Saturday, December 31, 2016
Repairing a 1945 seaplane is a labor of love for Duluth volunteers
It was a plane designed to search for and track Japanese fleets in World War II. After the war, it was used as a water bomber to fight fires all over the world. It has been described as one of the most rugged and versatile aircraft in U.S. history.
But a powerful gust of wind in South St. Paul put an end to the flying days of one particular Consolidated PBY-6A Catalina, now being restored by the Duluth-based Lake Superior Squadron 101 of the Commemorative Air Force, which hopes to get its 1945 seaplane airborne again by 2020.
The all-volunteer group, made up of about 50 members, works out of an abandoned U.S. Air Force hangar on Monday evenings. About half its members live in the area and half of those regularly work on the plane, which has proved to be as pesky as any 72-year-old patient.
They're working on the 104-foot wing right now, inspecting the surface for defects. They've found quite a few.
"For every one we fix, we find three more," said the unit's leader, Kevin Parks.
The group has been getting assistance from volunteers working nearby at AAR Corp. Students at Lake Superior College's School of Aviation also have pledged to help with a corrosion inspection of the entire aircraft.
The Catalina being restored in Duluth never made it overseas in wartime.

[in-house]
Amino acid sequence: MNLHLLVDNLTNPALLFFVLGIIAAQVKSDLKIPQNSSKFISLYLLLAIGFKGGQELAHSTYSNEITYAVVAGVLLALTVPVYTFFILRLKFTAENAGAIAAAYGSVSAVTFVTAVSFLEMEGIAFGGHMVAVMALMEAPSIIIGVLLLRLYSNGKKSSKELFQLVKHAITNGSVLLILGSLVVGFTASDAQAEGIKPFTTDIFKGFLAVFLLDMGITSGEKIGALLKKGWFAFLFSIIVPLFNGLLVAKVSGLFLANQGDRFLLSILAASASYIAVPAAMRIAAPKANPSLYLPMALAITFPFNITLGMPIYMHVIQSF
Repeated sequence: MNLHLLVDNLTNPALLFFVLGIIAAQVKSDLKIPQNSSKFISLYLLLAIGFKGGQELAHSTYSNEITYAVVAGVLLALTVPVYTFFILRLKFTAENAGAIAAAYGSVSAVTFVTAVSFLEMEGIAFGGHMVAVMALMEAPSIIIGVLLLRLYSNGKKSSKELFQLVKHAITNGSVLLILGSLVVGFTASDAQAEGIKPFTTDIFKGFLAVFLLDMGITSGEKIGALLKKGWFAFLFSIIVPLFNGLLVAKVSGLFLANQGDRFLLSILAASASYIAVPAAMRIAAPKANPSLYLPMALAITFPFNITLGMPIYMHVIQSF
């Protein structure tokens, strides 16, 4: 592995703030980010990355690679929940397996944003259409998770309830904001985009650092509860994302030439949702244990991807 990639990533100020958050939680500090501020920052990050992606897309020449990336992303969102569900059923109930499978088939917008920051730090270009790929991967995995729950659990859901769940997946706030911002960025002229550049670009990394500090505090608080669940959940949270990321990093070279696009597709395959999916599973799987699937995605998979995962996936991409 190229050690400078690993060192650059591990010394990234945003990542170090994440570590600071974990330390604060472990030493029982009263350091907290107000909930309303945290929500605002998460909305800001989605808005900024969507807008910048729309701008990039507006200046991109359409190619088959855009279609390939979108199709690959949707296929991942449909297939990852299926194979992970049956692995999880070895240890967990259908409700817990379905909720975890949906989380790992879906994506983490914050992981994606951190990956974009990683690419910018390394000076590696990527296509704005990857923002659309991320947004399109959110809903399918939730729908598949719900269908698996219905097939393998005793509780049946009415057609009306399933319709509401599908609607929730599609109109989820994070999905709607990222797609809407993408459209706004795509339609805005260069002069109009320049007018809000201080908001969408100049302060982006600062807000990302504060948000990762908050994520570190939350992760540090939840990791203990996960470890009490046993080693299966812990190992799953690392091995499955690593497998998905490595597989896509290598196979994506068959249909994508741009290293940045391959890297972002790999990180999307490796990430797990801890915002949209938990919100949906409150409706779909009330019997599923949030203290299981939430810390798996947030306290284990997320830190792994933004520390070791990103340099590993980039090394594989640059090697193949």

Built in March 1945, it was in and out of storage with the military before it was purchased by a private company in Manitoba, Canada, which converted it into a water bomber to fight forest fires. It went back into storage and was later bought by the government of France before coming back to the U.S. and being put in storage yet again.
The Commemorative Air Force, a Texas-based nonprofit that restores and preserves World War II-era combat aircraft, acquired the plane in February 1994. For several years, it was housed and flown out of the group's hangar in South St. Paul.
But in May 1998, high winds from a storm flipped the aircraft onto its back and destroyed the wing and part of its tail, Parks said.
In fall 2009, the Lake Superior Squadron 101 took a wing from another PBY and mated it to the hull.
The restoration, which is ongoing, will continue to be time-consuming and expensive.
Parks said the cost to complete the project could run as high as $200,000. Besides the wing work, both engines will need to be overhauled at an estimated cost of $55,000 each.
The National Naval Aviation Museum describes the Catalina as one of the most recognized planes in the world, with its parasol-mounted wing and retractable stabilizing floats that fold upward to become wingtips in flight.
Between 1936 and 1945, 4,000 Catalinas were built and the planes earned a reputation as a workhorse of naval aviation. It was involved in almost every major operation in World War II and figured significantly in defeating the U-boat menace in the Atlantic. It also was used extensively in civilian service.
The U.S. Forest Service retired its last PBY in the early 1980s. It is estimated that 30 of the planes are still airworthy, according to the website Warbird Alley. If all goes well, one more will be back in the air in about three years.
"The original plan was to fly it in 2013, but you run into stuff and you've got to fix it," Parks said. "It's all a labor of love, though."
The Commemorative Air Force's Lake Superior Squadron 101 has a museum in Duluth at 4931 Airport Road. The museum is free and open to the public on Wednesdays and Saturdays from 10 a.m. to 3 p.m.
Anyone wishing to donate can go to cafduluth.com or to the group's Facebook page.
Posted by Kathryn on 10:07:00 PM